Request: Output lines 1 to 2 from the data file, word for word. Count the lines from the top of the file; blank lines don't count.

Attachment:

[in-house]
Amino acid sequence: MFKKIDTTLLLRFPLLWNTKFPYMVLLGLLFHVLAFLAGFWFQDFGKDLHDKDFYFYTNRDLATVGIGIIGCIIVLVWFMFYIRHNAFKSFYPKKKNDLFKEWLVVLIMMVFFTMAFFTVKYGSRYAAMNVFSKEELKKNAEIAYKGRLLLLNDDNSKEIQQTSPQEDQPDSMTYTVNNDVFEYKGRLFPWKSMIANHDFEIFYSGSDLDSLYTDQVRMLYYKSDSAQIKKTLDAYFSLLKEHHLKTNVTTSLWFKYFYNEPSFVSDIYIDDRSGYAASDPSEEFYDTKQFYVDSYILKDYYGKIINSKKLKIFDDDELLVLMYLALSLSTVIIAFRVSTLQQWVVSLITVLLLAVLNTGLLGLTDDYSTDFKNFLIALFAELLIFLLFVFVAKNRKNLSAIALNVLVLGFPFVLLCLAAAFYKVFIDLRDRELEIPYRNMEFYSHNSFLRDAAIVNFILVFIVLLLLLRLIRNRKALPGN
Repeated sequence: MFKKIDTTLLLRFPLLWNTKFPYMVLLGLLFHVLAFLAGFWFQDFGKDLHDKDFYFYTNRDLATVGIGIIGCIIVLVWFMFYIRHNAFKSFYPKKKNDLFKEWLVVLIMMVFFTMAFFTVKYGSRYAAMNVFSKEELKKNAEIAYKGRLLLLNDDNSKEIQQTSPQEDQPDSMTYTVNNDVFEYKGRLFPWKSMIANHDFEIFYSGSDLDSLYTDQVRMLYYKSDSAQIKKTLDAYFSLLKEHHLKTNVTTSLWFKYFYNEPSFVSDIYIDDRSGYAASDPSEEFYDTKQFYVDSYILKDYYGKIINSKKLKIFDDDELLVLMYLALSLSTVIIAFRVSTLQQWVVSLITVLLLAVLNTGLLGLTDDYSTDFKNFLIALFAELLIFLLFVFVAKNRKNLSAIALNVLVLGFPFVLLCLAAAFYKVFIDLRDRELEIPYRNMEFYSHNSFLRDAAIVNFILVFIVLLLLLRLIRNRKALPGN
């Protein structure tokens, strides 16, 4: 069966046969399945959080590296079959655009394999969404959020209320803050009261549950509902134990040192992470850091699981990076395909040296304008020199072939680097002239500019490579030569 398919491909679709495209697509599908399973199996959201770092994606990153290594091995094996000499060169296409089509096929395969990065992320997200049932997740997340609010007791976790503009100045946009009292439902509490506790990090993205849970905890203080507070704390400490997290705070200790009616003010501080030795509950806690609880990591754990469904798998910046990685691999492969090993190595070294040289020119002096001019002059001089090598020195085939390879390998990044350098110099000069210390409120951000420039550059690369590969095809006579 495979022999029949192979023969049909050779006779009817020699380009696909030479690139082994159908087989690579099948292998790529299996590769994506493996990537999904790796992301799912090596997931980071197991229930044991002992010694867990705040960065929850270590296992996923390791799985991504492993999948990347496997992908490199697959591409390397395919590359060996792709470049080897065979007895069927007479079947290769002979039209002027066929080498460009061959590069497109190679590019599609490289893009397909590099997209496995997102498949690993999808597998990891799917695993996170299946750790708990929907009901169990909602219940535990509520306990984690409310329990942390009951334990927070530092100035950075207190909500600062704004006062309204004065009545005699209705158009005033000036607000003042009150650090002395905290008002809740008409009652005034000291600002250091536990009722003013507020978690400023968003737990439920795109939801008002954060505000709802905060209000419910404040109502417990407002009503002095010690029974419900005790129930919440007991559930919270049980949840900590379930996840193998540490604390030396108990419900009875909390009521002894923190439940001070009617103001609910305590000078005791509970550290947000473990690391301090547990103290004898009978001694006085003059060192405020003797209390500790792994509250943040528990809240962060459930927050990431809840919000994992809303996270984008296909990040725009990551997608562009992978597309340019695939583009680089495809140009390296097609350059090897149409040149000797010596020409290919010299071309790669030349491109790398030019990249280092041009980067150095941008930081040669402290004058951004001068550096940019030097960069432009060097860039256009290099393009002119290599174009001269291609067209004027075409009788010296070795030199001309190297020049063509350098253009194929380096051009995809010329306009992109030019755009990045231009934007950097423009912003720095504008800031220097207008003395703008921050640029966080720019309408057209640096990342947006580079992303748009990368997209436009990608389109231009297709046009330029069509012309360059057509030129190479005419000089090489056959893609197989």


[in-house]
Amino acid sequence: MFKKIDTTLLLRFPLLWNTKFPYMVLLGLLFHVLAFLAGFWFQDFGKDLHDKDFYFYTNRDLATVGIGIIGCIIVLVWFMFYIRHNAFKSFYPKKKNDLFKEWLVVLIMMVFFTMAFFTVKYGSRYAAMNVFSKEELKKNAEIAYKGRLLLLNDDNSKEIQQTSPQEDQPDSMTYTVNNDVFEYKGRLFPWKSMIANHDFEIFYSGSDLDSLYTDQVRMLYYKSDSAQIKKTLDAYFSLLKEHHLKTNVTTSLWFKYFYNEPSFVSDIYIDDRSGYAASDPSEEFYDTKQFYVDSYILKDYYGKIINSKKLKIFDDDELLVLMYLALSLSTVIIAFRVSTLQQWVVSLITVLLLAVLNTGLLGLTDDYSTDFKNFLIALFAELLIFLLFVFVAKNRKNLSAIALNVLVLGFPFVLLCLAAAFYKVFIDLRDRELEIPYRNMEFYSHNSFLRDAAIVNFILVFIVLLLLLRLIRNRKALPGN